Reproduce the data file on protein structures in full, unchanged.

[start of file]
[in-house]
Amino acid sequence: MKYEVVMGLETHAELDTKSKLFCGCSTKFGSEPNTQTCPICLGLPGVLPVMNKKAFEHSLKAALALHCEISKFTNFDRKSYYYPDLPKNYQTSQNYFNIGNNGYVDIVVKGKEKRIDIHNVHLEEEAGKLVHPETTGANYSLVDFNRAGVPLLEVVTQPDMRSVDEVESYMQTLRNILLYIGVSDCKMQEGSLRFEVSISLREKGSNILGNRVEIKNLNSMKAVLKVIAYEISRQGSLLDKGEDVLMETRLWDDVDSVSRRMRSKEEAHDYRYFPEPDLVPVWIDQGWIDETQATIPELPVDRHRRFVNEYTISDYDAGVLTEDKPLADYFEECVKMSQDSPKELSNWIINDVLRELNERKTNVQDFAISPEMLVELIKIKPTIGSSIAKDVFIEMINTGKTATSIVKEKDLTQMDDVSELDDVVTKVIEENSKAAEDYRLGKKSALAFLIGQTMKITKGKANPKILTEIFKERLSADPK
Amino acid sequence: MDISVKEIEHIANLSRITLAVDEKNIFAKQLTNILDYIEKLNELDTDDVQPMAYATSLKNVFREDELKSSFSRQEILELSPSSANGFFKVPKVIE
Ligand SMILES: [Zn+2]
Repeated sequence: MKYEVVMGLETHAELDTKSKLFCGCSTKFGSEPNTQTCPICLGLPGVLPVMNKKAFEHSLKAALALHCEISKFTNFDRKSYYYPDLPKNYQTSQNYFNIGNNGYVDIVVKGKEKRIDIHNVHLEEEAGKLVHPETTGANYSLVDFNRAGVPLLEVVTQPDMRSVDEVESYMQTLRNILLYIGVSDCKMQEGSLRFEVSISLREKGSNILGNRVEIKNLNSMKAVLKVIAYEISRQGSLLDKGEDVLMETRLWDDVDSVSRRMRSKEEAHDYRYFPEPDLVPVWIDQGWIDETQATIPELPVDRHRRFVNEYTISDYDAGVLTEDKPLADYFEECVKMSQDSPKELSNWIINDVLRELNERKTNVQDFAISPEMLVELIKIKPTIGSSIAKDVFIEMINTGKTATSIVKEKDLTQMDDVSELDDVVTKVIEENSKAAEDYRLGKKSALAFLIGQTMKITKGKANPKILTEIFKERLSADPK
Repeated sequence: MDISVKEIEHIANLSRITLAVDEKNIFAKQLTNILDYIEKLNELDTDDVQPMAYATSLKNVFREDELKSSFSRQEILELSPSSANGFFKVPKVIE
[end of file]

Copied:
[in-house]
Amino acid sequence: MKYEVVMGLETHAELDTKSKLFCGCSTKFGSEPNTQTCPICLGLPGVLPVMNKKAFEHSLKAALALHCEISKFTNFDRKSYYYPDLPKNYQTSQNYFNIGNNGYVDIVVKGKEKRIDIHNVHLEEEAGKLVHPETTGANYSLVDFNRAGVPLLEVVTQPDMRSVDEVESYMQTLRNILLYIGVSDCKMQEGSLRFEVSISLREKGSNILGNRVEIKNLNSMKAVLKVIAYEISRQGSLLDKGEDVLMETRLWDDVDSVSRRMRSKEEAHDYRYFPEPDLVPVWIDQGWIDETQATIPELPVDRHRRFVNEYTISDYDAGVLTEDKPLADYFEECVKMSQDSPKELSNWIINDVLRELNERKTNVQDFAISPEMLVELIKIKPTIGSSIAKDVFIEMINTGKTATSIVKEKDLTQMDDVSELDDVVTKVIEENSKAAEDYRLGKKSALAFLIGQTMKITKGKANPKILTEIFKERLSADPK
Amino acid sequence: MDISVKEIEHIANLSRITLAVDEKNIFAKQLTNILDYIEKLNELDTDDVQPMAYATSLKNVFREDELKSSFSRQEILELSPSSANGFFKVPKVIE
Ligand SMILES: [Zn+2]
Repeated sequence: MKYEVVMGLETHAELDTKSKLFCGCSTKFGSEPNTQTCPICLGLPGVLPVMNKKAFEHSLKAALALHCEISKFTNFDRKSYYYPDLPKNYQTSQNYFNIGNNGYVDIVVKGKEKRIDIHNVHLEEEAGKLVHPETTGANYSLVDFNRAGVPLLEVVTQPDMRSVDEVESYMQTLRNILLYIGVSDCKMQEGSLRFEVSISLREKGSNILGNRVEIKNLNSMKAVLKVIAYEISRQGSLLDKGEDVLMETRLWDDVDSVSRRMRSKEEAHDYRYFPEPDLVPVWIDQGWIDETQATIPELPVDRHRRFVNEYTISDYDAGVLTEDKPLADYFEECVKMSQDSPKELSNWIINDVLRELNERKTNVQDFAISPEMLVELIKIKPTIGSSIAKDVFIEMINTGKTATSIVKEKDLTQMDDVSELDDVVTKVIEENSKAAEDYRLGKKSALAFLIGQTMKITKGKANPKILTEIFKERLSADPK
Repeated sequence: MDISVKEIEHIANLSRITLAVDEKNIFAKQLTNILDYIEKLNELDTDDVQPMAYATSLKNVFREDELKSSFSRQEILELSPSSANGFFKVPKVIE